It would seem like an obvious idea. The planet needs to wean itself off fossil fuels, so why haven’t we built solar power plants in the deserts, to give us the energy we need? After all, in just six daylight hours, the Earth’s deserts soak up more energy than the entire planet uses in a year. And we’re not exactly short of desert around here.
But while it seems strange that solar power is still not a major source of energy in this region, significant moves are being made to introduce it — the recent opening of Masdar’s Shams 1 (pictured above) being the biggest move so far. The solar plant in the Western Region of the UAE, with rows of parabolic (bowl-shaped ) mirrors, covers an area the size of 285 football pitches and has been adding electricity to the grid since January of this year.
Even though OPEC estimate that the UAE has proven reserves of 97.8 billion barrels — the seventh largest of any country — it was decided in 2006 to explore supplementary alternatives. Dr Sultan Al Jaber – CEO of Masdar tells us, “We needed to capitalise on our energy expertise and substantial financial resources to extend our reach in the global
energy markets and extend the lifetime of our hydro-carbon resources by pursuing renewable energy projects.”
Shams 1 is the largest concentrated solar power plant in the world and can power 20,000 homes but its output is small in comparison to traditional sources. While it creates a modest 100 megawatts from solar, the plan is to expand the site to generate 1,400 megawatts by 2020 — around seven percent of the UAE’s needs.
One of the reasons the introduction of solar has taken so long is cost. The $600million spent on this project is clearly not cost effective now (although a lot of that money went on getting things up and running), but as the plant expands and technology advances, the cost will reduce. “Solar power needs to be scaled up to bring down the cost and increase efficiency, and for that we need more projects and investment,” Dr Al Jaber explains.
According to Bloomberg, electricity produced by even the cheapest solar technology still works out at $160 per megawatt hour (MWh), compared with just $60 per MWh for electricity produced by coal-fired power stations, and $80 per MWh for the most efficient gas-fired power stations.
Significantly though, France’s Total and Spain’s Abengoa Solar each own 20 percent of the Shams 1 project, so traditional energy producers are investing. As Dr Al Jaber points out, “They know that renewable energy sources are the only sources of energy that will grow over time, while hydrocarbons will decrease.” There are other economic incentives to invest: as oil reserves diminish, the oil price will rise. Going solar will leave more of the increasingly profitable oil to export. That solar power is also being exported now.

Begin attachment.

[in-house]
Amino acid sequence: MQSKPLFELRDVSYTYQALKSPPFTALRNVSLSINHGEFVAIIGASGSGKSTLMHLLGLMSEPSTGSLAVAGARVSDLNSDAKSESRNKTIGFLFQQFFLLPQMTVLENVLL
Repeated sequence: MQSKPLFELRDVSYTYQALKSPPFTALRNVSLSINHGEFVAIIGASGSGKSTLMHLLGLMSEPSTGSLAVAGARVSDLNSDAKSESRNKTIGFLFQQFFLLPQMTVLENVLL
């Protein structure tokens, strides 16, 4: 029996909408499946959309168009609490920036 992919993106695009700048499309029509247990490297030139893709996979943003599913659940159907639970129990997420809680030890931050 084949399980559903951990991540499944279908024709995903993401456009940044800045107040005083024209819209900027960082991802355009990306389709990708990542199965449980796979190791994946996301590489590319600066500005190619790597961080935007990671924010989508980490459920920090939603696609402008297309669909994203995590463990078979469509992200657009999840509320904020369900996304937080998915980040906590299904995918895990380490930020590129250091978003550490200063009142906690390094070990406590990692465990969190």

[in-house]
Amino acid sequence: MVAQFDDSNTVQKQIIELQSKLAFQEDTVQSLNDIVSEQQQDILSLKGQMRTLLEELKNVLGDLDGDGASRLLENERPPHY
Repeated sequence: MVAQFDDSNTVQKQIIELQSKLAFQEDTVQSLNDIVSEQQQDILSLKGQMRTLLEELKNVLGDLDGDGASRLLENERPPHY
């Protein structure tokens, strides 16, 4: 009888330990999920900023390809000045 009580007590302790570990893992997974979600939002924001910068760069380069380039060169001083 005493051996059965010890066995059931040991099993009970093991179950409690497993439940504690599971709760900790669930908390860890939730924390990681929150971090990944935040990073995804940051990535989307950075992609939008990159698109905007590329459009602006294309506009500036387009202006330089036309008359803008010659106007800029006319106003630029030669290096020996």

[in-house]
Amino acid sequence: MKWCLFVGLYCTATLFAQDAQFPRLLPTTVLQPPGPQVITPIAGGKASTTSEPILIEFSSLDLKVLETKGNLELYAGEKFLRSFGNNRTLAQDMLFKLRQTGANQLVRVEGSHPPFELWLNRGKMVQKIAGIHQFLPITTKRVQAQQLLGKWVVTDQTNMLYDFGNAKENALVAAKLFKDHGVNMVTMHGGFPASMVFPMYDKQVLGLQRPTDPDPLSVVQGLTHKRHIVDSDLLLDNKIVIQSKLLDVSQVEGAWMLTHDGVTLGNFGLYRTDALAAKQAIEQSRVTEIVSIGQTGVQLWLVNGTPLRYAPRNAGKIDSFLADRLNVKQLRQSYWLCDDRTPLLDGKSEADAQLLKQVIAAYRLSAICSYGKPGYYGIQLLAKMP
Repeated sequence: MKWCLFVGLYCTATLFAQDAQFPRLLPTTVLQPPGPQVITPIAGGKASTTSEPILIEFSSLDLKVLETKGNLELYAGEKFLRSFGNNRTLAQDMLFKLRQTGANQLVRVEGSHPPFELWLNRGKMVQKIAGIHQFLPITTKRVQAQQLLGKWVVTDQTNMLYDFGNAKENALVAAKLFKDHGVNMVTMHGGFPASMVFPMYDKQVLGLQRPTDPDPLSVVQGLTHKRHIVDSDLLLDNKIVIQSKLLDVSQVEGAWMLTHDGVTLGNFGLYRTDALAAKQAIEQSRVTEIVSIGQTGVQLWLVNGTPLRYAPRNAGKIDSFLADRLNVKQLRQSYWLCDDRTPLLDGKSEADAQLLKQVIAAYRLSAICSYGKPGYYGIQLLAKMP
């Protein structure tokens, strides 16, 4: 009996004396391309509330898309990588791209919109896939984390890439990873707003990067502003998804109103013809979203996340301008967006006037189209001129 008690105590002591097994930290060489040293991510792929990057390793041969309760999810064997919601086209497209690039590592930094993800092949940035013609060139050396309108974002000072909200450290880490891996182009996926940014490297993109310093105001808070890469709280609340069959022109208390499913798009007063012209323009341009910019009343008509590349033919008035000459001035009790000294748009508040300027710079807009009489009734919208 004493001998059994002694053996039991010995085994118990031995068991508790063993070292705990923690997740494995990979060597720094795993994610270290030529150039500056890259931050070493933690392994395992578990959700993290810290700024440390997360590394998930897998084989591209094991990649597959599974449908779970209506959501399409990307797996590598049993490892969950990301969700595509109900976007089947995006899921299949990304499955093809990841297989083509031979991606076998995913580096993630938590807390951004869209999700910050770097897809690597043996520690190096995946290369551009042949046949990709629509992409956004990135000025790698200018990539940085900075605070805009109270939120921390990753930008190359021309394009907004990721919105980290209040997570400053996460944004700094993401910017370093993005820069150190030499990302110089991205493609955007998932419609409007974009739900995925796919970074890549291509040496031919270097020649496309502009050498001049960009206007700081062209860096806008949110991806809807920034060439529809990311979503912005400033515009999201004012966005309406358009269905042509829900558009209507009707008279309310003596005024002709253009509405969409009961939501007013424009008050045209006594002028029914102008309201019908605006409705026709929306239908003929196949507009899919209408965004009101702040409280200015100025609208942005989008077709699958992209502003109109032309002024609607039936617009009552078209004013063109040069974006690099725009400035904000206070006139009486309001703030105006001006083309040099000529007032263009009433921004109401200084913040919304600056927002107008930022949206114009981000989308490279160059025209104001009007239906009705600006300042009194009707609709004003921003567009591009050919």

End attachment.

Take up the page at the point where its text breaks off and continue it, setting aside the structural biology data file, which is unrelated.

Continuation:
“We in the UAE are integrated through a network with the rest of the GCC and the power we produce is all connected to the grid, so yes, some is being exported,” Dr Al Jabbar explains. “At the same time, Masdar has built solar power plants outside of the country [in Spain], and so we already exporting green power through our investments and projects.”
Elsewhere, developments are also in place with Desertec , a European network of scientists and engineers. It points out that just one percent of the surface area of the world’s deserts could generate as much electricity as the world is now using . They are working on projects that will help scale-up technology and bring down the price globally. Smaller projects also exist. According to National Geographic, Germany is currently the world leader, with a cumulative 17,192 megawatts installed by the end of 2010. Spain is second, with 3,784 megawatts.
Dr Al Jaber asserts that, for the moment, they’re not thinking about how long it will take until renewable energy is a primary power source — they’re merely looking to complement existing hydrocarbon fuel. But the growth in solar power in this part of the world is significantly emanating from what Masdar has already set up.
As Dr Al Jaber points out, “Saudi Arabia, Qatar and Kuwait are all looking to pursue renewable energy, and that paradigm shift created by Masdar is what has motivated our neighbouring countries to start seriously exploring renewable energy.” In 1973 the Saudi oil minister Sheikh Ahmed Zaki Yamani famously said, “The Stone Age didn’t end because we ran out of stones.” And there are still those who believe that the oil age will not end because we’ve run out of oil, but rather because we find workable alternatives.
The need to find those alternatives is increasingly pressing as the world faces climate change and a growing population. A serious move towards solar has begun. Notably, right here.
For Esquire Magazine – click here for PDF – Exit Notes_solar